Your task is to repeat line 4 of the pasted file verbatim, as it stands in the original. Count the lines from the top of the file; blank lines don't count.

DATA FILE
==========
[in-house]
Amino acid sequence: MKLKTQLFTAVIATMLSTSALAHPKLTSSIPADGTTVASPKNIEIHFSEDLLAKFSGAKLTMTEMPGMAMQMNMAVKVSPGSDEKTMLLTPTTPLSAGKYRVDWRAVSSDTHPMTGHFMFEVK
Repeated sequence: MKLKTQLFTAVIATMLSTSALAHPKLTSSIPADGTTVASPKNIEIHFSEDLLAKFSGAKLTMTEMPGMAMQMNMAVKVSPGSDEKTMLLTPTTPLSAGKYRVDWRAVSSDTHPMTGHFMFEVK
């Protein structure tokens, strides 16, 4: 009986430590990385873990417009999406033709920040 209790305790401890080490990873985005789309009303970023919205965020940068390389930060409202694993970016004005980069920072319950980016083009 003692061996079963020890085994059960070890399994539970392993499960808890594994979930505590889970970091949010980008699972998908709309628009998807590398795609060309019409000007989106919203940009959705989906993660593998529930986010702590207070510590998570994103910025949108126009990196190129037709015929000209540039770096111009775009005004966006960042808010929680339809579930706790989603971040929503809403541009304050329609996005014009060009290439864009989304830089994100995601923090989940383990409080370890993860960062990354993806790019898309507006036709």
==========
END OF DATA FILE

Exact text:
């Protein structure tokens, strides 16, 4: 009986430590990385873990417009999406033709920040 209790305790401890080490990873985005789309009303970023919205965020940068390389930060409202694993970016004005980069920072319950980016083009 003692061996079963020890085994059960070890399994539970392993499960808890594994979930505590889970970091949010980008699972998908709309628009998807590398795609060309019409000007989106919203940009959705989906993660593998529930986010702590207070510590998570994103910025949108126009990196190129037709015929000209540039770096111009775009005004966006960042808010929680339809579930706790989603971040929503809403541009304050329609996005014009060009290439864009989304830089994100995601923090989940383990409080370890993860960062990354993806790019898309507006036709």